A bill being proposed by Uganda's government would impose a life sentence on the east African nation's gay and lesbian citizens and in some cases make death the punishment for homosexual activity. Fortunately, the plight of Uganda's LGBT community is not being ignored by Minnesota's elected officials.
The Anti-Homosexuality Bill of 2009 has roots in American evangelical traditions. In fact, "The Family," a secretive group of evangelical members of Congress and other political leaders, had a hand in converting Uganda's president to evangelical Christianity. And a group of "ex-gay" evanglicals gave a presentation to Ugandan leaders that including unsupported assertions such as gays target children for recruitment, gays are evil, and gays commit rape in higher numbers than heterosexuals.
It was in this toxic environment of evangelism that Ugandan leaders crafted a bill that makes being gay or lesbian a crime punishable by life in prison -- and if they are HIV-positive, a crime punishable by death.
Fortuntely, Minnesota's political leaders -- exclusively Democrats -- have spoken out against Uganda's pending legislation. Sen. Al Franken is one of the orginal nine sponsors of a bill in the U.S. Senate that condemns the bill. Democratic Reps. Tim Walz, Keith Ellison, Betty McCollum and James Oberstar sent a letter to President Obama urging him to speak out against the Uganda bill. That letter said, in part:
The Anti-Homosexuality Act of 2009 is by far the most extreme and hateful attempt by an African country to criminalize the LGBT community. It would increase the penalty for “same sex sexual acts” to life in prison, limit the distribution of information on HIV through a provision criminalizing the “promotion of homosexuality,” and establish the crime of “aggravated homosexuality” punishable by death for anyone in Uganda who is HIV positive and has consensual same-sex relations. Further, the bill includes a provision that could lead to the imprisonment for up to three years of anyone who fails to report within 24 hours the identities of everyone they know who is lesbian, gay, bisexual, or transgender, or who supports human rights for people who are, to the government.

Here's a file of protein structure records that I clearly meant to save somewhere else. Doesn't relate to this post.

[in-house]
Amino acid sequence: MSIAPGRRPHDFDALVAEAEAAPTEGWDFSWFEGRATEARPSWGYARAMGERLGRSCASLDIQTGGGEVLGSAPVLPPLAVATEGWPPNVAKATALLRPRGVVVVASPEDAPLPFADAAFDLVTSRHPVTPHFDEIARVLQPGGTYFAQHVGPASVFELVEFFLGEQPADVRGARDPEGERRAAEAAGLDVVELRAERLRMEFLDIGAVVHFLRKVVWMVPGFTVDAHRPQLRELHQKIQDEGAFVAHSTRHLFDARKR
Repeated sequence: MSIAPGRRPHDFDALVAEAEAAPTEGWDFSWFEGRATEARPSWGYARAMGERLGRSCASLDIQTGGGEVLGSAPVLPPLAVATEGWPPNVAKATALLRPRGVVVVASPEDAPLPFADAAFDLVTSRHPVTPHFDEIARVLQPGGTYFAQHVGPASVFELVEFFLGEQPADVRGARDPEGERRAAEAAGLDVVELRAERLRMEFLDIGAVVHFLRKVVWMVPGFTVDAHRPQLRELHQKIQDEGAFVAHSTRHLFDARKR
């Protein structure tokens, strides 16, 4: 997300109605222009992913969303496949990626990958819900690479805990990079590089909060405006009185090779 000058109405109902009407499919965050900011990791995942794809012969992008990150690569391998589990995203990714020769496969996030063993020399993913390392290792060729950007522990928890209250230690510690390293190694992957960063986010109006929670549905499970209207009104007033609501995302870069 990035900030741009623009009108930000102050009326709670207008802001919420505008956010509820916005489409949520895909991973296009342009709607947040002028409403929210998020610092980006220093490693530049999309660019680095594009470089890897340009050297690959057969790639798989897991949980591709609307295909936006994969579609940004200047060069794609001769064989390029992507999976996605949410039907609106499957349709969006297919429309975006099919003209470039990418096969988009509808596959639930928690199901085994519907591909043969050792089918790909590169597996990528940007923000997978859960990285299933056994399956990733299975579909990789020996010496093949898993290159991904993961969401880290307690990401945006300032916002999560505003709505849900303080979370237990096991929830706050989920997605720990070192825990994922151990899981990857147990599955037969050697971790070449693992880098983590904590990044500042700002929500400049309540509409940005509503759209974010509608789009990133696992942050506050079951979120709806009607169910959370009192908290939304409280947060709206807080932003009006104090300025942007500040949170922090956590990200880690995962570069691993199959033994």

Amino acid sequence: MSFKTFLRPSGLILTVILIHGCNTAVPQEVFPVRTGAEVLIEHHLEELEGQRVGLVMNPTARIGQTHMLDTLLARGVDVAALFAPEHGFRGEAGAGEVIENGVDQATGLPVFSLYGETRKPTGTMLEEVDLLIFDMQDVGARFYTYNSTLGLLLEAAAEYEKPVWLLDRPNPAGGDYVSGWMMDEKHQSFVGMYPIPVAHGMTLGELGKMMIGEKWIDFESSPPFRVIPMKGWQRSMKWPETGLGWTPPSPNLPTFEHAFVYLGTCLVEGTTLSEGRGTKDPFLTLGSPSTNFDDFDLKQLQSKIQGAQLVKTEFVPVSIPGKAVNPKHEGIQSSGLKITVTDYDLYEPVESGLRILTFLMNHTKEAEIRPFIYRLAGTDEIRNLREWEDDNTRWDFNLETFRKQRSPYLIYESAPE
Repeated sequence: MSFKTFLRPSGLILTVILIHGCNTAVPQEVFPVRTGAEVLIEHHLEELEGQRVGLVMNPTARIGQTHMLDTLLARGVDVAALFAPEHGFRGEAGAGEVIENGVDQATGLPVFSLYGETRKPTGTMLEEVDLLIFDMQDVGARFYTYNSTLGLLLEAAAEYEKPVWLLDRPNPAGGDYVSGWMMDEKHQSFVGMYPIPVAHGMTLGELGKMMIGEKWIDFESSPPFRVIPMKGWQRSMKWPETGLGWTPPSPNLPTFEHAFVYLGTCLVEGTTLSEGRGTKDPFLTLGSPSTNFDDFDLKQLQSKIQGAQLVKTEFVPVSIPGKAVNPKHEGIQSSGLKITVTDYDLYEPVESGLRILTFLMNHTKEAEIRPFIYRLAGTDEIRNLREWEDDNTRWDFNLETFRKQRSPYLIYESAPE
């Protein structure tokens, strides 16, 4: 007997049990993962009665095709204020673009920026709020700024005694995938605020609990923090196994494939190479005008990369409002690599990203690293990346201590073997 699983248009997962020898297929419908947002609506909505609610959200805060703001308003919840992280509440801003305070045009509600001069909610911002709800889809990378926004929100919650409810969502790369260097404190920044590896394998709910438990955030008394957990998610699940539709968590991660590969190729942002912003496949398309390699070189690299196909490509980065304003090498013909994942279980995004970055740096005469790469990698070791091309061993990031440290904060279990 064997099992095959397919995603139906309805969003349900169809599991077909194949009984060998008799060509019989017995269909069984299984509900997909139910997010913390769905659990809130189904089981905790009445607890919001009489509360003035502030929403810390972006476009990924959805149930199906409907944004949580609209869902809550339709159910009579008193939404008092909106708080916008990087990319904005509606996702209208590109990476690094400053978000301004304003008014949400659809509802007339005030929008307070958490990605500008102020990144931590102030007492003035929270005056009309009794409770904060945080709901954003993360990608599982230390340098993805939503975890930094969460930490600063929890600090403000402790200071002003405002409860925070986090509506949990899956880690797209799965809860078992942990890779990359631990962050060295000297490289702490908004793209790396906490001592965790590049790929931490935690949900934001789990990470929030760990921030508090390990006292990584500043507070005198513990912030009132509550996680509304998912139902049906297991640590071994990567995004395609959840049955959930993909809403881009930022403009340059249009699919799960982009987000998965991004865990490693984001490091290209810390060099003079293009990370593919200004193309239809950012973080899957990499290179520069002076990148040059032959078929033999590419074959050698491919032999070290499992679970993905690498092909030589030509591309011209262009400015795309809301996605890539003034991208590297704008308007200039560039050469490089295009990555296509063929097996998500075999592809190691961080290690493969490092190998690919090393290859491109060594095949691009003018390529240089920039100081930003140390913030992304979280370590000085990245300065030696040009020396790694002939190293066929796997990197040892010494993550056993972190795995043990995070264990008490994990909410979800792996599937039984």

Locally, the Minneapolis City Council has passed a resolution condemning the "kill gays" bill. Democratic Secretary of State Mark Ritchie was on hand for a the "American Prayer Hour" which was held last month as a response to the Uganda bill. The event was also a critique of the "National Prayer Breakfast," which is hosted each year by members of the secretive evangelical group, "The Family."
"It’s a terrifying thing that a religious organization can justify the silencing or annihilation of anyone just because of who they are,” American Prayer Hour organizer Rev. Laurie Crelly told TheColu.mn, a Minnesota-based LGBT news website. “We’re defending a Christianity and a faith tradition that would be totally opposed to what’s going on” in the US and Uganda, she said.
Minnesotans should be proud that their elected leaders are looking out for the human rights of LGBT people half a world away. However, among Minnesota's Republican and evangelical leaders, there's been a definitive silence about Uganda's intent to violate the human rights of its LGBT community.